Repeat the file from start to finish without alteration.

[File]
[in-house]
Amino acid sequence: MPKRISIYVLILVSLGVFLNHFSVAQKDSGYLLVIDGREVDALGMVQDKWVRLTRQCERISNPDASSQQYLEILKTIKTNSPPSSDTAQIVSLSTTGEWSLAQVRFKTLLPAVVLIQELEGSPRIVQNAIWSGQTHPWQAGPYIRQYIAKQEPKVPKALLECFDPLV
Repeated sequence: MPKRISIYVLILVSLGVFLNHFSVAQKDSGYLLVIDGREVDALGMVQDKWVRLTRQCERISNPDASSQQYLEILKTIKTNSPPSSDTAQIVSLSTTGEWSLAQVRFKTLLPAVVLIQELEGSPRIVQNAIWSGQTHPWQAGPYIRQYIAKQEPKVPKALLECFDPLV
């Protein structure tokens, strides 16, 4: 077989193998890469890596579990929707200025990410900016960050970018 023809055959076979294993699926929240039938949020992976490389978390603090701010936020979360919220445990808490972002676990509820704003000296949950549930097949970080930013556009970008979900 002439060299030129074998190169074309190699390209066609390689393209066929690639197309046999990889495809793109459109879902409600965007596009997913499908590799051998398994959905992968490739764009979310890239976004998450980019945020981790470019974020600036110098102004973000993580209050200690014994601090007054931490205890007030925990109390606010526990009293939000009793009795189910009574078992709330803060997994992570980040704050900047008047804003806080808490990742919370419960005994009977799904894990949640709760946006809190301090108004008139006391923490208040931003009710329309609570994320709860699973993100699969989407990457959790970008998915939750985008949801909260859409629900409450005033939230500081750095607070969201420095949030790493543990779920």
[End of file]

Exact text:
[in-house]
Amino acid sequence: MPKRISIYVLILVSLGVFLNHFSVAQKDSGYLLVIDGREVDALGMVQDKWVRLTRQCERISNPDASSQQYLEILKTIKTNSPPSSDTAQIVSLSTTGEWSLAQVRFKTLLPAVVLIQELEGSPRIVQNAIWSGQTHPWQAGPYIRQYIAKQEPKVPKALLECFDPLV
Repeated sequence: MPKRISIYVLILVSLGVFLNHFSVAQKDSGYLLVIDGREVDALGMVQDKWVRLTRQCERISNPDASSQQYLEILKTIKTNSPPSSDTAQIVSLSTTGEWSLAQVRFKTLLPAVVLIQELEGSPRIVQNAIWSGQTHPWQAGPYIRQYIAKQEPKVPKALLECFDPLV
């Protein structure tokens, strides 16, 4: 077989193998890469890596579990929707200025990410900016960050970018 023809055959076979294993699926929240039938949020992976490389978390603090701010936020979360919220445990808490972002676990509820704003000296949950549930097949970080930013556009970008979900 002439060299030129074998190169074309190699390209066609390689393209066929690639197309046999990889495809793109459109879902409600965007596009997913499908590799051998398994959905992968490739764009979310890239976004998450980019945020981790470019974020600036110098102004973000993580209050200690014994601090007054931490205890007030925990109390606010526990009293939000009793009795189910009574078992709330803060997994992570980040704050900047008047804003806080808490990742919370419960005994009977799904894990949640709760946006809190301090108004008139006391923490208040931003009710329309609570994320709860699973993100699969989407990457959790970008998915939750985008949801909260859409629900409450005033939230500081750095607070969201420095949030790493543990779920």